Day 4 – Madhura Honey’s Crashing for the Gold

30 Jul

It takes years of hard work, pain, and sacrifice to represent your team at the Olympics. Or you just seize the moment and grab a walk-on role.

World, meet Madhura Honey.

Also in this post:
This tweet’s for you
Insight from the stands
Well alright then

You’d be forgiven for not knowing who she is. But if you were watching the opening ceremonies you might have caught a glimpse of her, maybe even a few seconds. Here is the newscast dissecting the incident.

Now starring in a walk-on role.

As the Indian national team walked on in their beautiful black and gold costumes, Honey led the pack in decidedly less impressive blue pants and blazing red shirt.

Yeah, that wasn’t part of the plan. The young lady from Bangalore was a volunteer selected to dance in the opening ceremonies. Just how she managed to walk on with the team is the big question.

“This was bizarre. We will ask for an apology,” the head of the Indian team said. “The Indian contingent was shown for just 10 seconds and to think this lady hogged all the limelight.”

The Internet world is not waiting for answers, or apologies. In typical form, Twitter exploded with all kinds of posts, 20 per minute, more than 48 hours after the incident.

And of course she was edited into hundreds of photos, from the royal wedding and presidential inaugurations to all sorts of sporting events. Indeed, Yahoo India offered users a cut-out of Honey to make the work easier.

This Tweet’s For You

Late Sunday, athletes started an online protest against IOC rules that prohibit them from appearing in ads for any company except official sponsors. That includes brands that invest millions in athletes like Nike and Red Bull.

Using the hashtags WeDemandChange2012 and Rule40 (the IOC rule at issue), the athletes let loose on Twitter. Sanya Richards-Ross kicked off the protest by using a profile photo of a Nike ad.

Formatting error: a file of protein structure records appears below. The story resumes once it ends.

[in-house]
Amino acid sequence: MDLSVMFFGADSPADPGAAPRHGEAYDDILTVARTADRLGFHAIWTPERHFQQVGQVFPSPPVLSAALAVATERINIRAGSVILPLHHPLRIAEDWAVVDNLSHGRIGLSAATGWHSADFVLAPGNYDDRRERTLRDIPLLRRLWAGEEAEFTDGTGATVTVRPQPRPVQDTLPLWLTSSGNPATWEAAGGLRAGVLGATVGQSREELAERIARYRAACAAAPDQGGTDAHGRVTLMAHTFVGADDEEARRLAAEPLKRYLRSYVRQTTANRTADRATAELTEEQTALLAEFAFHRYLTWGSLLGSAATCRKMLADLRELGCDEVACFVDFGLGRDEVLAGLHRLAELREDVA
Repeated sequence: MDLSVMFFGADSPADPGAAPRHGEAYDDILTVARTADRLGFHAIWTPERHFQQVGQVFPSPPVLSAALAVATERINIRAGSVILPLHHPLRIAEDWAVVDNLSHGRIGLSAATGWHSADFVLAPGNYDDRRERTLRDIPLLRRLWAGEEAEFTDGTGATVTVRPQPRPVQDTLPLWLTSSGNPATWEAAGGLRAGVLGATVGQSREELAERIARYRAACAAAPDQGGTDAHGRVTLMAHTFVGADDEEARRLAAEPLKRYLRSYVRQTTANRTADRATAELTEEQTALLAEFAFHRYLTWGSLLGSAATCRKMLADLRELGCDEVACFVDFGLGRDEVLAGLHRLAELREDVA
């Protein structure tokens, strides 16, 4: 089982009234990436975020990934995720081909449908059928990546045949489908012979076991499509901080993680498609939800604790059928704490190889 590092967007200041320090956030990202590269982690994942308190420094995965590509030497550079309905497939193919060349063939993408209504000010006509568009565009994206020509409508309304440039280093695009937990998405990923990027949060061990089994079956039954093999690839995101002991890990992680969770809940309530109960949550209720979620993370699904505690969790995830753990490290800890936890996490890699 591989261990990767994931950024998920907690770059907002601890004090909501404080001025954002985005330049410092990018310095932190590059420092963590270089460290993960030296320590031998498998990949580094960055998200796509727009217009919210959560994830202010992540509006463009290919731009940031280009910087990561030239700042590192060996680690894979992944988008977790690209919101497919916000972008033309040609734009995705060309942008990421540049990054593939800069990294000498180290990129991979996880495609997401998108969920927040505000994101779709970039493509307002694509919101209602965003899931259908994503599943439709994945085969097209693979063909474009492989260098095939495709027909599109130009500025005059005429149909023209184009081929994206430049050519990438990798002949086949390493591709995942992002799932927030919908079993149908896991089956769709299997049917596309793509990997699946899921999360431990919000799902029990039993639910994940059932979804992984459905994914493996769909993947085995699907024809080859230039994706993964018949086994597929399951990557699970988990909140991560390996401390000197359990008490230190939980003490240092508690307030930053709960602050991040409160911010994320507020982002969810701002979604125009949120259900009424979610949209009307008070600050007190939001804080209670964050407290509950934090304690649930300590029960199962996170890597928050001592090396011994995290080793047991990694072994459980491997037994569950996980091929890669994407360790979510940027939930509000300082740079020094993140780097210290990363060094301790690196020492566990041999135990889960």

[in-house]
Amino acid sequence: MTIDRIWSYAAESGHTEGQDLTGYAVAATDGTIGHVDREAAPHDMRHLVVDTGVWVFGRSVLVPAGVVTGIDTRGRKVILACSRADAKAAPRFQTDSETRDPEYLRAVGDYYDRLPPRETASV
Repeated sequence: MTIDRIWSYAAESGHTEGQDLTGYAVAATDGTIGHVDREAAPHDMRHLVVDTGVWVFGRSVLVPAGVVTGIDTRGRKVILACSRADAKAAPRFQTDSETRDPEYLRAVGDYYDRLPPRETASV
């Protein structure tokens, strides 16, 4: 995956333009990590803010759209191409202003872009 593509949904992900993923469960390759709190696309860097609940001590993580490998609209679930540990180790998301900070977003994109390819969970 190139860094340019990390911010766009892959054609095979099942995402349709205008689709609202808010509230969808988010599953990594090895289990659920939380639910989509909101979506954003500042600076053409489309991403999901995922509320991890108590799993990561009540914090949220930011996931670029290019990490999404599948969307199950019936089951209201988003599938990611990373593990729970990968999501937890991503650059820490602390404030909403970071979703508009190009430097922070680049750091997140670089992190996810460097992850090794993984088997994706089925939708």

Several people jumping in on the protest noted the irony of a rule that protects advertisers like Coke and McDonalds at the expense of smaller athletics companies. But for athletes it seems to be about how they earn a living from the training they’ve invested.

“I am PROUD to represent my Country… but at the end of the day… THIS IS MY JOB!!!!!! #WeDemandChange of #Rule40 @NBCOlympics,” posted track and field Olympian Manteo Mitchell.

It’s easy to write this off as athletes wanting their money. But in this integrated media age, it’s worth considering just how much protection a sponsorship should provide.

Insight From the Stands

One of the greatest additions to the Olympics this time around is the number of people who are sitting in the stands and sharing the moment via Twitter, Instagram, and other social media.

Lisa Targett reminded us that no marketing agency can hold a candle to the efforts of an Olympic parent rallying support for his or her child.

“Cool dad next to me handing these out. Love it! @ London 2012 – Aquatics Centre,” she tweeted from the aquatic center.

The effort paid off, according to Thoman’s Facebook page (he’s taken a hiatus from Twitter); the swimmer did well in his races this weekend and is within striking distance of a medal.

Well Alright Then

As long as we’re talking about Twitter, Dr. Ruth Westheimer is alive and well, offering advice in 140 character doses. And she wants to know those feelings you have watching the games are okay.

About Project TILWO Every day I watch London 2012 Olympic coverage on TV and online then share the lessons I learned, with occasional help from my friends. Edited by Lynn Hess @ Premier Proofing.